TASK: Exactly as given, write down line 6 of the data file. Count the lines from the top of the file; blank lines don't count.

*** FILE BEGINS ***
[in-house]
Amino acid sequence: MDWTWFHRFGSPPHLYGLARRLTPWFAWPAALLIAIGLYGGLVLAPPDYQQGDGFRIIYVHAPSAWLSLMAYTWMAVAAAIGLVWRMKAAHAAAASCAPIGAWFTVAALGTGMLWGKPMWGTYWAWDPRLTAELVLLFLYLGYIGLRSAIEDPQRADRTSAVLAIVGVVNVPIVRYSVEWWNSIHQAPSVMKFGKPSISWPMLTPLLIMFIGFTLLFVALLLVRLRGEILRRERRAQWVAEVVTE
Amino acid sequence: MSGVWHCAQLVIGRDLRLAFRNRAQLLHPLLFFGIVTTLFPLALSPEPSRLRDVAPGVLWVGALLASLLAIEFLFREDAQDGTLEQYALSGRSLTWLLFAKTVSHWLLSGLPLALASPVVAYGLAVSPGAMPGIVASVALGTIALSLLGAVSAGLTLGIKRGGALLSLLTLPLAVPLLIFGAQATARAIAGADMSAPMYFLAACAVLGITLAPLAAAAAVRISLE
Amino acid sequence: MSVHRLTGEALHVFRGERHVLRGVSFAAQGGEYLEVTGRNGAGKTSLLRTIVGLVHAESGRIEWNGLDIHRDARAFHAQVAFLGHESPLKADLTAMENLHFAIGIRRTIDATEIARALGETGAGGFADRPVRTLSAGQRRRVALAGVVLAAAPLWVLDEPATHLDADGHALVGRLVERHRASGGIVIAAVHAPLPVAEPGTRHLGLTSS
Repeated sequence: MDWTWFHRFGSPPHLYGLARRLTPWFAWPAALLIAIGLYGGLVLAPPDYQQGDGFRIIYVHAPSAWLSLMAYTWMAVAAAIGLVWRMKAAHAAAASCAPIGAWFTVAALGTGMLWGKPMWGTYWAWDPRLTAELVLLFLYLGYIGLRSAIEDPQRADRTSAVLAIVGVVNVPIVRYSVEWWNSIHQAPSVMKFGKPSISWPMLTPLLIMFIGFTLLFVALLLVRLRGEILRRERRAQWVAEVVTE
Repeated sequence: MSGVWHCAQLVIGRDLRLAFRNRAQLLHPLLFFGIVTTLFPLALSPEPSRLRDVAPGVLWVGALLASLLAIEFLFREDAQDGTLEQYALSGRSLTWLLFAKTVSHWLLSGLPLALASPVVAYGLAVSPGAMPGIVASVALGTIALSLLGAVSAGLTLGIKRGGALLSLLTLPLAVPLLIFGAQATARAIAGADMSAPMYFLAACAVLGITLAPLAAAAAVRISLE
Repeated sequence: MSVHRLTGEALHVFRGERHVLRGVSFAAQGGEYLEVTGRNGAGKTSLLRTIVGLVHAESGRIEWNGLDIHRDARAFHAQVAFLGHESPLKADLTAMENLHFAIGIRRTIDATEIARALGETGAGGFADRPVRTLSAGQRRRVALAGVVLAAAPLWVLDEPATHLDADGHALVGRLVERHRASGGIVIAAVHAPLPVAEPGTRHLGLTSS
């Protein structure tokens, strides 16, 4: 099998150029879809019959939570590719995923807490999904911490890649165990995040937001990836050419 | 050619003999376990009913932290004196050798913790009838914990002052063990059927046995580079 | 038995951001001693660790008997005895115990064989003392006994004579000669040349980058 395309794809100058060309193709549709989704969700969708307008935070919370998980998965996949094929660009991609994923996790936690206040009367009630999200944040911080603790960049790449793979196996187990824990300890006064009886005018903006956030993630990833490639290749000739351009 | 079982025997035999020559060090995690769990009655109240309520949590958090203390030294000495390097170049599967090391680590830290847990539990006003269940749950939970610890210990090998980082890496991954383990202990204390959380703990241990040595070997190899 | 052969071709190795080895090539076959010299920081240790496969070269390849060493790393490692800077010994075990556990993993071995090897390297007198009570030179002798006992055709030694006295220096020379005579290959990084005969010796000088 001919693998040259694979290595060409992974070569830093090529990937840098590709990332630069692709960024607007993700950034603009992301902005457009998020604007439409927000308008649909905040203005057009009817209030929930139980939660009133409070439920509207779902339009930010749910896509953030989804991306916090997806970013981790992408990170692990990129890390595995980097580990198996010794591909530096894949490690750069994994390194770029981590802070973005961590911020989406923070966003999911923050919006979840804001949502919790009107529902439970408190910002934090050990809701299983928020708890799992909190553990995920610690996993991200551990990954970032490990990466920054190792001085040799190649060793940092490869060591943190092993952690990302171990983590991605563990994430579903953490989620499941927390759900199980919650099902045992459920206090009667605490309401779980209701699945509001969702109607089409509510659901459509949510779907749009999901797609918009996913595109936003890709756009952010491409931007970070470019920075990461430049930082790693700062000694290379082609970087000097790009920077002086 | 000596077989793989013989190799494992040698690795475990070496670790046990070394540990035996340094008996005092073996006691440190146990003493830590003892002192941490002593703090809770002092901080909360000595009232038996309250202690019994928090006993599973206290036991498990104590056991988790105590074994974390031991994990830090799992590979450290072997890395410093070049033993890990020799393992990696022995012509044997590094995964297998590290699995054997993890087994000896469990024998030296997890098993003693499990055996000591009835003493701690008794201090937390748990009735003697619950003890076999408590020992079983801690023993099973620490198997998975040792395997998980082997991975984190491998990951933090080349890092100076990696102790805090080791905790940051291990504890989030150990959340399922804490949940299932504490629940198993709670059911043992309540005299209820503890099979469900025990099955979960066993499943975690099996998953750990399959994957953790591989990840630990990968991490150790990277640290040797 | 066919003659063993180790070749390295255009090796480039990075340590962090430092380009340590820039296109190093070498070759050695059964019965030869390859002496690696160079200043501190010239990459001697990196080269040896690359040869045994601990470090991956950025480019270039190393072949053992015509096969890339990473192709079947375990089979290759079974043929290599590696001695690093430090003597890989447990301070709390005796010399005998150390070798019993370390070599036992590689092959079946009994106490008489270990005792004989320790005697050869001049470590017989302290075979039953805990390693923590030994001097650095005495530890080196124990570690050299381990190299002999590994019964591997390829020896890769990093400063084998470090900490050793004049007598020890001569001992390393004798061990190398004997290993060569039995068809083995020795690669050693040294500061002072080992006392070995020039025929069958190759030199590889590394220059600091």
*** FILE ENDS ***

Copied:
Repeated sequence: MSGVWHCAQLVIGRDLRLAFRNRAQLLHPLLFFGIVTTLFPLALSPEPSRLRDVAPGVLWVGALLASLLAIEFLFREDAQDGTLEQYALSGRSLTWLLFAKTVSHWLLSGLPLALASPVVAYGLAVSPGAMPGIVASVALGTIALSLLGAVSAGLTLGIKRGGALLSLLTLPLAVPLLIFGAQATARAIAGADMSAPMYFLAACAVLGITLAPLAAAAAVRISLE